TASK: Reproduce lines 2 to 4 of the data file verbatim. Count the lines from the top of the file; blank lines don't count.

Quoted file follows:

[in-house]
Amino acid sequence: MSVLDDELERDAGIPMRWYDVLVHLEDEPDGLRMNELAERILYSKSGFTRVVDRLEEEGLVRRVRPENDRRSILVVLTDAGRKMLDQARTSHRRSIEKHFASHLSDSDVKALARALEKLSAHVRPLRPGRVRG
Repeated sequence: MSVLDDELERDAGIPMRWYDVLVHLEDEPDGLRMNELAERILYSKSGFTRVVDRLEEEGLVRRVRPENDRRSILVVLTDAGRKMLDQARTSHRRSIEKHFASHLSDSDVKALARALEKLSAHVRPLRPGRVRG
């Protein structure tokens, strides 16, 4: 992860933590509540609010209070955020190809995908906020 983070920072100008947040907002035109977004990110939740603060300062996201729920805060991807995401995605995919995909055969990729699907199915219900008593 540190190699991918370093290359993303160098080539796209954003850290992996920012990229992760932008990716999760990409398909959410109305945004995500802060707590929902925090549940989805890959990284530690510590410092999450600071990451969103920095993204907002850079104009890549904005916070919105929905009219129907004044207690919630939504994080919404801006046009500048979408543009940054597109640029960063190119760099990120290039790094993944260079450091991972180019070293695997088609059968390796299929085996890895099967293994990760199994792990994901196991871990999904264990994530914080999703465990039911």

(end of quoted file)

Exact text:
Amino acid sequence: MSVLDDELERDAGIPMRWYDVLVHLEDEPDGLRMNELAERILYSKSGFTRVVDRLEEEGLVRRVRPENDRRSILVVLTDAGRKMLDQARTSHRRSIEKHFASHLSDSDVKALARALEKLSAHVRPLRPGRVRG
Repeated sequence: MSVLDDELERDAGIPMRWYDVLVHLEDEPDGLRMNELAERILYSKSGFTRVVDRLEEEGLVRRVRPENDRRSILVVLTDAGRKMLDQARTSHRRSIEKHFASHLSDSDVKALARALEKLSAHVRPLRPGRVRG
């Protein structure tokens, strides 16, 4: 992860933590509540609010209070955020190809995908906020 983070920072100008947040907002035109977004990110939740603060300062996201729920805060991807995401995605995919995909055969990729699907199915219900008593 540190190699991918370093290359993303160098080539796209954003850290992996920012990229992760932008990716999760990409398909959410109305945004995500802060707590929902925090549940989805890959990284530690510590410092999450600071990451969103920095993204907002850079104009890549904005916070919105929905009219129907004044207690919630939504994080919404801006046009500048979408543009940054597109640029960063190119760099990120290039790094993944260079450091991972180019070293695997088609059968390796299929085996890895099967293994990760199994792990994901196991871990999904264990994530914080999703465990039911």